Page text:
Friday, June 26, 2015

Preparing Historic Buildings to Withstand New Weather Impacts

Guest blogger Susan Pranger is an architect and Boston resident. The following blog post summarizes the study she recently completed as her capstone project at the Boston Architectural College for a master of design studies (MDS) in sustainable design. The buildings at HBI’s prospective project at 1786 Fowler Clark Farm in Mattapan were among those Susan used to model some of her recommendations for preparing historic structures to withstand the impacts of new weather associated with temperature changes.

Now is the time to prepare for the impacts of Global Warming on historic buildings. It is no longer sufficient to focus only on reducing energy consumption and related emissions; we must also prepare for the inevitable impacts.

The general consensus among scientists is that Global Warming is already happening and is irreversible, although the rate of change and the severity will depend on our actions to reduce emissions. The risk of severe storms, changes in habitat, and both local and global changes will increase with the rise with the global temperature. 

Changes in sea level, temperature, and solar radiation (UVB) may be occurring gradually, but their impact on weather patterns is complex and can occur suddenly. This past winter’s record snowfall in New England and the related ice dam damage has possible roots in global warming:

Warmer air is capable of holding more moisture- so a generally warmer atmosphere will hold more precipitation, even in the winter. As with heat waves, the frequency of such events are generally decreasing, but their intensity is increasing (as shown by the devastating blizzards in February 2010 in the mid-Atlantic region)” (Climate Institute n.d.)

Monday, June 22, 2015

HBI’s Council of Advisors Gathers in the Roslindale Substation

This week, HBI’s Council of Advisors gathered for their spring meeting in Roslindale for to see the 1911 Roslindale Substation and explore the topic of urban entrepreneurship and revitalization with former State Treasurer Steve Grossman.

Restoration of the historic substation will begin this month by Peregrine Group LLC, developers of the mixed-use Parkside on Adams, a 43-unit apartment complex with destination restaurant in the Substation, operated by restaurateur Chris Douglass. Both Douglass and Peregrine’s principals Jordan Stone and Bev Gallo were present to welcome HBI’s visitors and explain their plans for the historic substation. They were joined by Bryan Reeves, Roslindale resident and operator of Craft Beer Cellar, a craft beer retail operation that will locate in the lower level of the Roslindale Substation after it is rehabilitated.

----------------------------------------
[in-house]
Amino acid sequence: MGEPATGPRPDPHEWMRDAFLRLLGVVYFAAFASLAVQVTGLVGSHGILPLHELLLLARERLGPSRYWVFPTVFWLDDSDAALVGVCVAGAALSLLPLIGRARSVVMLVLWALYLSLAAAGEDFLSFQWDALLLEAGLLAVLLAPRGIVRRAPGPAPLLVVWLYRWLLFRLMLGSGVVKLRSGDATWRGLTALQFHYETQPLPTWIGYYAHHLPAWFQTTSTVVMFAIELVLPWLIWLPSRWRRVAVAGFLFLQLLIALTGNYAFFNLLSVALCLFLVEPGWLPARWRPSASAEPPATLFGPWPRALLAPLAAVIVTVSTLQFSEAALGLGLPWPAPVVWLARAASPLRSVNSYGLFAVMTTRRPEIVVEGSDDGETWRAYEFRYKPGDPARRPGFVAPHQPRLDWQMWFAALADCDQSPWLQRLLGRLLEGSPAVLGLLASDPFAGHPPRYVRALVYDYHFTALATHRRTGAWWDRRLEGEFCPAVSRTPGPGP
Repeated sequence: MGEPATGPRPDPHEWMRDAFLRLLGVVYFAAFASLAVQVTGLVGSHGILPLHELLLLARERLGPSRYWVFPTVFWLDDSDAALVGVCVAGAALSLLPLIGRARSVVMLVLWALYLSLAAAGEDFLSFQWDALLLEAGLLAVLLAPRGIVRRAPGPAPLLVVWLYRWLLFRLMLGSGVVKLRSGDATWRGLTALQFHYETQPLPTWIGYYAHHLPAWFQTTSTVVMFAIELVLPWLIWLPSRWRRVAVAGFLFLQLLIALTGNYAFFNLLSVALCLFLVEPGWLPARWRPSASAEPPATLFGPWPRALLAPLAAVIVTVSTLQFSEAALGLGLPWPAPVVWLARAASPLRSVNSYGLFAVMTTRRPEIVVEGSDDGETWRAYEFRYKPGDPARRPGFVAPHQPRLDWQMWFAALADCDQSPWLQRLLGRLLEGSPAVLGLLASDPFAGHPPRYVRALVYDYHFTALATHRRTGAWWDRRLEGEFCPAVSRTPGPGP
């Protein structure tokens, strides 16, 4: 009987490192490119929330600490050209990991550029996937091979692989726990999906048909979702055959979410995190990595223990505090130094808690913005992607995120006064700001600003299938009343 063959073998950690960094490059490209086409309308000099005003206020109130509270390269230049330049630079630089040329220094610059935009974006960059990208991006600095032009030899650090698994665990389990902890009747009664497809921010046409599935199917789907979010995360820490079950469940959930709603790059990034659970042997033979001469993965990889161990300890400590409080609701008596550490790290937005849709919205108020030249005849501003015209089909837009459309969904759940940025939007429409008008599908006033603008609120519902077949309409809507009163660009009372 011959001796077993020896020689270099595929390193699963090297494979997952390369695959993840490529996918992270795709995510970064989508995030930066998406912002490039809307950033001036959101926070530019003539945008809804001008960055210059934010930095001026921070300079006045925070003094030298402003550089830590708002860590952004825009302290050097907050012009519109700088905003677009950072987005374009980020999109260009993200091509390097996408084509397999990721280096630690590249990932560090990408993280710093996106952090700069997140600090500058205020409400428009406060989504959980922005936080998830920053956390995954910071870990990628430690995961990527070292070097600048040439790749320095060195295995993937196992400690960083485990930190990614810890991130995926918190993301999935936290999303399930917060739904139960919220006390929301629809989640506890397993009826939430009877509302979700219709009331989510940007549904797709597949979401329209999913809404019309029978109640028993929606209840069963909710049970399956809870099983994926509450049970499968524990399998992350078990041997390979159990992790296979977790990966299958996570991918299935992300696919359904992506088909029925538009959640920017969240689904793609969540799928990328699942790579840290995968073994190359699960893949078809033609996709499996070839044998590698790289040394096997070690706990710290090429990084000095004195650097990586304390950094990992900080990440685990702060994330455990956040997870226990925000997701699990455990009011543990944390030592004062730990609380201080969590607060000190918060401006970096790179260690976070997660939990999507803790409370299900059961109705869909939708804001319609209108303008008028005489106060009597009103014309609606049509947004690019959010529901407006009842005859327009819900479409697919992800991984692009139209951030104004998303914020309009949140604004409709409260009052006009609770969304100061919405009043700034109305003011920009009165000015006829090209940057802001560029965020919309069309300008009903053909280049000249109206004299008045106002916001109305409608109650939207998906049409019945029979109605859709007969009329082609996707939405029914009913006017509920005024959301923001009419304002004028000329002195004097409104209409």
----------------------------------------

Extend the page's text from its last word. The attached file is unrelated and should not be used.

Monday, June 15, 2015

Eastern Bank Supports Mattapan’s Fowler Clark Epstein Farm

HBI is pleased to have received a $10,000 grant from the Eastern Bank Charitable Foundation for pre-development planning at the 1786 Fowler Clark Epstein Farm in Mattapan. HBI executed a purchase and sale agreement with the Epstein family trust in October of 2014 and will finalize purchase next week.

The Foundation’s grant is supporting architecture, engineering and financial analyses for preservation of the threatened historic farmhouse, 1860s barn and landscape for a combined housing and urban farming program. The property, once the center of a 330 acre colonial farmstead, is today about 30,000 square feet of land. The house and barn have never been moved and are collectively protected as a designated Boston Landmark.

An important financial partner to HBI and its projects, Eastern Bank has helped finance the Hayden Building in Chinatown and the Alvah Kittredge House in Roxbury. The Eastern Bank Charitable Foundation has been a generous donor to the organization’s many projects.

Eastern Bank was founded in 1818 and is the oldest mutual bank in the country. In 2015, the bank’s foundation will donate approximately $6.4 million to many organizations across eastern Massachusetts and southern and coastal New Hampshire.

HBI is grateful to Eastern Bank for helping HBI strengthen Boston’s neighborhoods through historic preservation.

Saturday, June 6, 2015

Historic Boston and the American Cities Coalition Named to Redevelop Historic Comfort Station in Dorchester

Rendering by Utile, Inc. Architecture + Planning

The City of Boston Department of Neighborhood Development has tentatively designated the redevelopment of the historicUpham’s Corner Comfort Station in Dorchester to the partnership of Historic Boston Inc. and The American City Coalition.

Historic Boston Inc. (HBI) and The American City Coalition (TACC) are working with Noah Hicks, founder of Dorchester’s Bowdoin Bike School, to repurpose the existing Comfort Station into The Bike Kitchen, a full-service bicycle shop and café, creating a sustainable future for this neglected and important historic structure.

The redevelopment of this building will continue the positive economic development in Upham’s Corner and reflects the objectives of both nonprofit organizations to strengthen the Upham’s Corner business district through their combined expertise in real estate development, historic preservation, and economic development.